Game 32: Red Wings-Florida Enotes

The Florida heat melted the Red Wings’ two-goal lead in the third period, and so the result was a bitter 3-2 shootout loss to the Panthers in Miami.

The Red Wings’ shootout woes continued, as Brad Boyes neatly fired a snap shot through Jimmy Howard’s legs for the game-winner on Florida’s last try before the shootout would have gone into OT.

Pavel Datsyuk returned from a seven-game absence due to concussion-like symptoms, and scored a pretty goal, re-directing a Jonathan Ericsson pass from the point past Tim Thomas to give Detroit a 2-0 lead in the second period.

Todd Bertuzzi scored a power play goal 10:26 into the first period.

The Panthers got on the board in the third period when Sean Bergenheim deflected a lazy shot from the point by Dmitry Kulikov and the puck trickled past Howard at 5:00. The tying goal came at 14:38, when Nick Bjugstad fought off Datsyuk in the corner, emerged with the puck, switched to his forehand, and popped the puck over Howard’s right shoulder.

FSD’s Darren Eliot pointed out after the game that Howard didn’t respect Bjugstad’s chances of going upstairs, and thus over-committed down low, leaving a gap short side, high.

“We had energy,” coach Mike Babcock told John Keating after the game. “But they just came after us and we didn’t execute coming out of our zone and they scored twice.”

Babcock used Daniel Alfredsson, Tomas Tatar and Gustav Nyquist in the shootout, eschewing veteran shootout guys Datsyuk and Bertuzzi.

Tatar was the only one of the three who scored, slipping a forehand shot through Thomas’s legs.

When asked why he didn’t use Datsyuk or Bertuzzi in the shootout, Babcock was very frank.

“Those guys are 0-for. They haven’t scored. So you either try the same thing, or try something else.”

BOX SCORE

BOTTOM LINE: Too many third period leads have vanished this season.

THE WINGED WHEELER SAYS: The Red Wings only managed one point out of four possible against one of the worst teams in the NHL. The shootout woes are annoying. It’s a combination of a lack of clutch saves and too much dipsy-do by the shooters.

Spotlight on the Opponent: Tim Thomas

What: Detroit at Florida
When: Tuesday, December 10, 7:30pm (TV: FSD)

Tim Thomas

You look at Tim Thomas’ age and figure he must be in his 15th NHL season by now.

After all, Thomas, the #1 goalie for the Florida Panthers, will be 40 years old in April.

Yet the Davison, MI native is only in his 8th NHL season. How does that happen?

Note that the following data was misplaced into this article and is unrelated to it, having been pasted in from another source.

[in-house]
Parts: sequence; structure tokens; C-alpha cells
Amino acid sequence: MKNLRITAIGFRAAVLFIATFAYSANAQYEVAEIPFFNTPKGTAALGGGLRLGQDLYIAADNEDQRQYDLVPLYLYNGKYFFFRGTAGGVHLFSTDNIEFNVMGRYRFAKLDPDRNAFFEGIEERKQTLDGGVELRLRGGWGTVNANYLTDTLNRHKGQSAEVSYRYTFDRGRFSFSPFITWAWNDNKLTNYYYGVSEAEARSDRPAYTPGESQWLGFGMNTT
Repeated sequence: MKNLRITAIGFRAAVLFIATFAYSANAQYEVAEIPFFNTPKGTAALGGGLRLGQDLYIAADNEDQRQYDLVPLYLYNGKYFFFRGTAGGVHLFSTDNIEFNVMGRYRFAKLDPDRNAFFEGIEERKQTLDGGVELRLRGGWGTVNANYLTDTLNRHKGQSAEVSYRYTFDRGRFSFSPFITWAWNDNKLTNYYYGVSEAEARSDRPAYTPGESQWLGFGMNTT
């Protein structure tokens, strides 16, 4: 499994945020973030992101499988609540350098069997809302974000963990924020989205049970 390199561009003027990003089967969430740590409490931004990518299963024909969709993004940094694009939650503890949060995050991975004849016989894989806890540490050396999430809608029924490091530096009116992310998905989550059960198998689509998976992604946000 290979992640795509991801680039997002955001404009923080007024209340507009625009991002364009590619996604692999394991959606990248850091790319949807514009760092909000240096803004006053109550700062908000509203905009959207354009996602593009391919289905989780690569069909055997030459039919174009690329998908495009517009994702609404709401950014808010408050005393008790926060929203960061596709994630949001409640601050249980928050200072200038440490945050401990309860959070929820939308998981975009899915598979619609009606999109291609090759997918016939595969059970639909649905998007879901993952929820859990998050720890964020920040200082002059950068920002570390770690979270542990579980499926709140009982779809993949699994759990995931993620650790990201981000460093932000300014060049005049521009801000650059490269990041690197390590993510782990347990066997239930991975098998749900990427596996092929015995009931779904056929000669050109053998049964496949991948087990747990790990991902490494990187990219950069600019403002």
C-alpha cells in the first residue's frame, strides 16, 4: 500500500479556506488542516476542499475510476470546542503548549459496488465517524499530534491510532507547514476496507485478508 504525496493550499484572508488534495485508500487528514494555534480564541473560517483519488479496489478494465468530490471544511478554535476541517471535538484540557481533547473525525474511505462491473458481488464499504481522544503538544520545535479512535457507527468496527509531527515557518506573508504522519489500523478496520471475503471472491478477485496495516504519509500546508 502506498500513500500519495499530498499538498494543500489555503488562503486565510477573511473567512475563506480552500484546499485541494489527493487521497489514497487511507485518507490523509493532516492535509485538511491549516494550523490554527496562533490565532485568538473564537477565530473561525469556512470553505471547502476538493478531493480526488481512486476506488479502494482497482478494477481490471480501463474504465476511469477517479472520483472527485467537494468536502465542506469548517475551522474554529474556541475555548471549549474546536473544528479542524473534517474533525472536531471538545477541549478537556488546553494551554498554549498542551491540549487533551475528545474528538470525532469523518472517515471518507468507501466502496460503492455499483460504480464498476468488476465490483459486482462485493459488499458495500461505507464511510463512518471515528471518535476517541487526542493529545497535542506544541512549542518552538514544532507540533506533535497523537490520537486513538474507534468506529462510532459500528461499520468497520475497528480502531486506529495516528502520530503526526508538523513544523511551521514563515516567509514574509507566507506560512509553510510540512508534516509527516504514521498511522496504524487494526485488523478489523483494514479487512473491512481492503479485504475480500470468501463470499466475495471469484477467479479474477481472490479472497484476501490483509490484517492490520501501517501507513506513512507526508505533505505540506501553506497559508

Thomas is a throwback, and where he throws back to, is former Red Wings goalie Roy Edwards.

Thomas made his NHL debut as a 28-year-old with the Boston Bruins in 2002. Edwards, who was a serviceable if not spectacular goalie on some mediocre Red Wings teams, was an NHL rookie at the ripe age of 30 in 1967.

Edwards, bothered by dizziness from fracturing his skull with the Red Wings in the 1970-71 season, finally had to retire by 1973, at age 36. He played just six NHL seasons.

Thomas is a throwback because in Edwards’ day, it was not uncommon for skaters and goalies alike to wallow in the minor leagues for years before getting their shot at the NHL. Edwards was drafted when the league consisted of just six teams. That’s 12 NHL goalies, total. Not easy to crack those dozen. It wasn’t a coincidence that Edwards finally made it to the NHL after the league doubled in size. The expansion draft cleared roster spots on the Original Six teams.

Thomas was drafted by the old Quebec Nordiques in 1994, a 9th round pick after playing one season of college hockey at the University of Vermont. He was 20 when he was drafted.

But Thomas played nothing higher than AHL hockey for nearly eight years, with some stops in Finland and Sweden along the way. His rights had been transferred from Quebec (which became the Colorado Avalanche in 1995) to Edmonton, and finally to Boston, when the Bruins signed Thomas as a 28-year-old free agent in the summer of 2002.

But even after his dream of playing in the NHL had been realized, Thomas still didn’t stick in the league. He played just four games with the Bruins in 2002-03, then again bounced around in the minors, with Providence. In 2004, it was back to Finland to play 54 games for Jokerit Helsinki.

It wasn’t until the 2005-06 season when Tim Thomas, at age 31, had finally become a starting goalie in the NHL, with the Bruins. This time, he was staying.

Twice he has led the league in save percentage (2009 and 2011) and he backstopped the Bruins to the Stanley Cup in 2011, posting a .940 save pct. and a 1.98 GAA during the playoffs. Thomas’ performance in the post-season earned him the Conn Smythe Trophy as playoff MVP. At age 37, Thomas became the oldest winner of the trophy.

But Thomas still had one more exile left in him, and this one was self-imposed. First, he drew controversy when he refused to appear in the White House with his Bruins teammates to recognize the Cup victory, because he opposed President Obama’s politics. Then, after the 2011-12 season, Thomas took a break from hockey.

In January 2013 (lockout year), Thomas was suspended by the Bruins for refusing to report for training camp. He was subsequently traded to the NY Islanders but never played a game for them, as his contract had expired before he could suit up. A free agent, Thomas signed with Florida on a tryout in September and ended up not only making the team, but was installed as the #1 goalie by the Panthers.

So here we are—a 39-year-old goalie playing in just his 8th NHL season.

To quote the Grateful Dead, what a long, strange trip it’s been.

Oh, and Thomas is a throwback in another way—his cage mask, which isn’t quite as plain as the one Chris Osgood used to wear, but is still a little behind the times.